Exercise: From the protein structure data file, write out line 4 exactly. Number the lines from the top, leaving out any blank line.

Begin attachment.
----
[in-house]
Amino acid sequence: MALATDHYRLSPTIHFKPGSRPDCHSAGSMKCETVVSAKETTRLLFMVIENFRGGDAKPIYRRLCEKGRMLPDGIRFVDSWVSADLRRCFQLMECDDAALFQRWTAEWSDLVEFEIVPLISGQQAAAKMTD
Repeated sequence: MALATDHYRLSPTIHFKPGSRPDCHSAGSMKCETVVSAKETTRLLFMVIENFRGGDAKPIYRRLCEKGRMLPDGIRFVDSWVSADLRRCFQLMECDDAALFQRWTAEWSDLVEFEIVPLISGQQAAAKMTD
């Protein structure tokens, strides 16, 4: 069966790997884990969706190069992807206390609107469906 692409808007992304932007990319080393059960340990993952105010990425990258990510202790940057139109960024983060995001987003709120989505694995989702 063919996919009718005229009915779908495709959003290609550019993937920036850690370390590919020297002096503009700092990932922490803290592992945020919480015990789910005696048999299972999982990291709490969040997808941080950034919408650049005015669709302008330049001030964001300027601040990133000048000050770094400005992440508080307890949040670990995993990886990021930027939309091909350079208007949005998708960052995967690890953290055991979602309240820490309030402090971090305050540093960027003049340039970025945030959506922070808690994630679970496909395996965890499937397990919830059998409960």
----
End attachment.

């Protein structure tokens, strides 16, 4: 069966790997884990969706190069992807206390609107469906 692409808007992304932007990319080393059960340990993952105010990425990258990510202790940057139109960024983060995001987003709120989505694995989702 063919996919009718005229009915779908495709959003290609550019993937920036850690370390590919020297002096503009700092990932922490803290592992945020919480015990789910005696048999299972999982990291709490969040997808941080950034919408650049005015669709302008330049001030964001300027601040990133000048000050770094400005992440508080307890949040670990995993990886990021930027939309091909350079208007949005998708960052995967690890953290055991979602309240820490309030402090971090305050540093960027003049340039970025945030959506922070808690994630679970496909395996965890499937397990919830059998409960």